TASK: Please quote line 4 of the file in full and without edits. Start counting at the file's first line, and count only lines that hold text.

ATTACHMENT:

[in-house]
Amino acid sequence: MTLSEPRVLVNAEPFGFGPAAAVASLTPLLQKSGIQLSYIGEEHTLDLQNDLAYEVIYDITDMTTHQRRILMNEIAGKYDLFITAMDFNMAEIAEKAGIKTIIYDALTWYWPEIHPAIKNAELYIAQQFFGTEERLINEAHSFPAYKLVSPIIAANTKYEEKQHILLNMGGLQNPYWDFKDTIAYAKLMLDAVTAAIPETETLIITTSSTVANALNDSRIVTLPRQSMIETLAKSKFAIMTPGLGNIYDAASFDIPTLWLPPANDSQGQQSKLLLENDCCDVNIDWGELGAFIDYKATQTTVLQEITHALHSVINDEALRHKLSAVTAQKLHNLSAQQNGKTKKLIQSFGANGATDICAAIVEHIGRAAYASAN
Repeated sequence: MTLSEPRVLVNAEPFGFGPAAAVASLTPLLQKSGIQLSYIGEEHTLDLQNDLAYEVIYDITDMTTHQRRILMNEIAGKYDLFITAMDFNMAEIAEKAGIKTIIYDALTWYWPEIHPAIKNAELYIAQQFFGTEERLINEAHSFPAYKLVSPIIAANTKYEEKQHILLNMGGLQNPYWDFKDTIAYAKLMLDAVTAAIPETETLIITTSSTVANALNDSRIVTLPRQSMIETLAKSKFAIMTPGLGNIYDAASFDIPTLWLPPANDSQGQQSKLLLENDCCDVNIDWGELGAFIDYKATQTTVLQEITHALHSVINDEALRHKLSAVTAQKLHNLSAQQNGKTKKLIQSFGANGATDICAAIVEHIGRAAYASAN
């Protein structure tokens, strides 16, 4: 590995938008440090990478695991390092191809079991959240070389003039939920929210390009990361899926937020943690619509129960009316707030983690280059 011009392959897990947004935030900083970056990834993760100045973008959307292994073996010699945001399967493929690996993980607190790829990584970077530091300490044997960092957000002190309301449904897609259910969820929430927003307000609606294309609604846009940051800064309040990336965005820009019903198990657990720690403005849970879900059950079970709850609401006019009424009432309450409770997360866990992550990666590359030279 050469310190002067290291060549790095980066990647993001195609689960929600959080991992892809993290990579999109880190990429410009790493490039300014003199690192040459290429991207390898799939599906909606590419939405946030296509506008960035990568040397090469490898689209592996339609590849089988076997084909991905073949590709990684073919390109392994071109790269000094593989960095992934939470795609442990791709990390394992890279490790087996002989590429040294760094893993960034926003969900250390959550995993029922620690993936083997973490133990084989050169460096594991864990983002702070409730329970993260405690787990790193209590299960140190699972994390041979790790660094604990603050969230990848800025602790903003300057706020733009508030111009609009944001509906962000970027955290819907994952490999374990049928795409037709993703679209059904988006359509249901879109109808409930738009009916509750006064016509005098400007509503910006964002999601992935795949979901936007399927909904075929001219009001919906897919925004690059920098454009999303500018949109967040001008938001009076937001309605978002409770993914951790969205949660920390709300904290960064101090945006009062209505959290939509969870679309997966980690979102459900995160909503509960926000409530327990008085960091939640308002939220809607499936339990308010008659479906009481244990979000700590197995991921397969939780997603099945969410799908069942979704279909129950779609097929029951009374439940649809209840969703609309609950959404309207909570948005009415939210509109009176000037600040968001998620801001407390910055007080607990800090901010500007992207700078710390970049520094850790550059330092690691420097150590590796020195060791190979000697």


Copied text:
């Protein structure tokens, strides 16, 4: 590995938008440090990478695991390092191809079991959240070389003039939920929210390009990361899926937020943690619509129960009316707030983690280059 011009392959897990947004935030900083970056990834993760100045973008959307292994073996010699945001399967493929690996993980607190790829990584970077530091300490044997960092957000002190309301449904897609259910969820929430927003307000609606294309609604846009940051800064309040990336965005820009019903198990657990720690403005849970879900059950079970709850609401006019009424009432309450409770997360866990992550990666590359030279 050469310190002067290291060549790095980066990647993001195609689960929600959080991992892809993290990579999109880190990429410009790493490039300014003199690192040459290429991207390898799939599906909606590419939405946030296509506008960035990568040397090469490898689209592996339609590849089988076997084909991905073949590709990684073919390109392994071109790269000094593989960095992934939470795609442990791709990390394992890279490790087996002989590429040294760094893993960034926003969900250390959550995993029922620690993936083997973490133990084989050169460096594991864990983002702070409730329970993260405690787990790193209590299960140190699972994390041979790790660094604990603050969230990848800025602790903003300057706020733009508030111009609009944001509906962000970027955290819907994952490999374990049928795409037709993703679209059904988006359509249901879109109808409930738009009916509750006064016509005098400007509503910006964002999601992935795949979901936007399927909904075929001219009001919906897919925004690059920098454009999303500018949109967040001008938001009076937001309605978002409770993914951790969205949660920390709300904290960064101090945006009062209505959290939509969870679309997966980690979102459900995160909503509960926000409530327990008085960091939640308002939220809607499936339990308010008659479906009481244990979000700590197995991921397969939780997603099945969410799908069942979704279909129950779609097929029951009374439940649809209840969703609309609950959404309207909570948005009415939210509109009176000037600040968001998620801001407390910055007080607990800090901010500007992207700078710390970049520094850790550059330092690691420097150590590796020195060791190979000697």